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A Comprehensive Guide to Body Language in Brazil

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Portuguese is a complex language and people who are learning how to speak it often complain about its difficulty. Well, besides the verbs, adverbs, and syntax construction, there’s also the nonverbal communication in Brazil that’s pretty rich.

Luckily for you, we’re here to help you dominate the body language in Brazil. As you might know, Brazilians are particularly expressive with their hands, so we’ll be looking at the most common Brazilian hand gestures in addition to other body gestures.

In this article, we’ll explain what the offensive hand gestures in Brazil are and much more.

You can approve of something, disapprove, tell that you’re in trouble, allow someone to come in, say hello, and so much more without using words. You’ll see exactly how in a bit.

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Table of Contents

  1. Body Postures
  2. Hand Gestures in Brazil
  3. Facial Expressions and Another Portuguese Gesture Tip
  4. Conclusion

1. Body Postures

There are plenty of Portuguese body gestures, and the best way to start this concise guide is by analyzing the body language and gestures in Brazil that are easiest to identify. The focus of these following postures is the movement of the torso and the limbs.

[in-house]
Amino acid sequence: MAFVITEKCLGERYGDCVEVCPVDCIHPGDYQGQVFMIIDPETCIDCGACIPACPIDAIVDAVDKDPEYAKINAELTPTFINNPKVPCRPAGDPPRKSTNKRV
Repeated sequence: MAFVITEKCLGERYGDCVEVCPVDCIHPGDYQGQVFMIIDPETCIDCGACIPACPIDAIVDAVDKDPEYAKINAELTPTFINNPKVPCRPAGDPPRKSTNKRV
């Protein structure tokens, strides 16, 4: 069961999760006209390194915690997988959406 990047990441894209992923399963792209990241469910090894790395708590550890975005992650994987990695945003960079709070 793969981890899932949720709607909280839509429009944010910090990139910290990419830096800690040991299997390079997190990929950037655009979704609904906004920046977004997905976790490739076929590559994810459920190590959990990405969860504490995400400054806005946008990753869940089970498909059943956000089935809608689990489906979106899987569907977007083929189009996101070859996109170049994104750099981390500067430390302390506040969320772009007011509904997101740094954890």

Whether it’s the full torso or just part of it, these postures will be more pronounced than any other types of Brazil nonverbal communication.

Man in White T-shirt Pointing to His Torso

1- “What can I do?”

O que posso fazer?

You had a huge problem to solve but couldn’t handle it. Oh no… In fact, everything went wrong and there’s nothing you can do about it. Who would have thought? What can you do now?

Nothing. Unfortunately, that’s the role you’ll play from now on. But the impotence of action is sometimes too intense to put into words. So, what gesture in Brazil could express this? A passive shrug of the shoulders with the palms of your hands facing up.

2- “Come here, you!”

Vem cá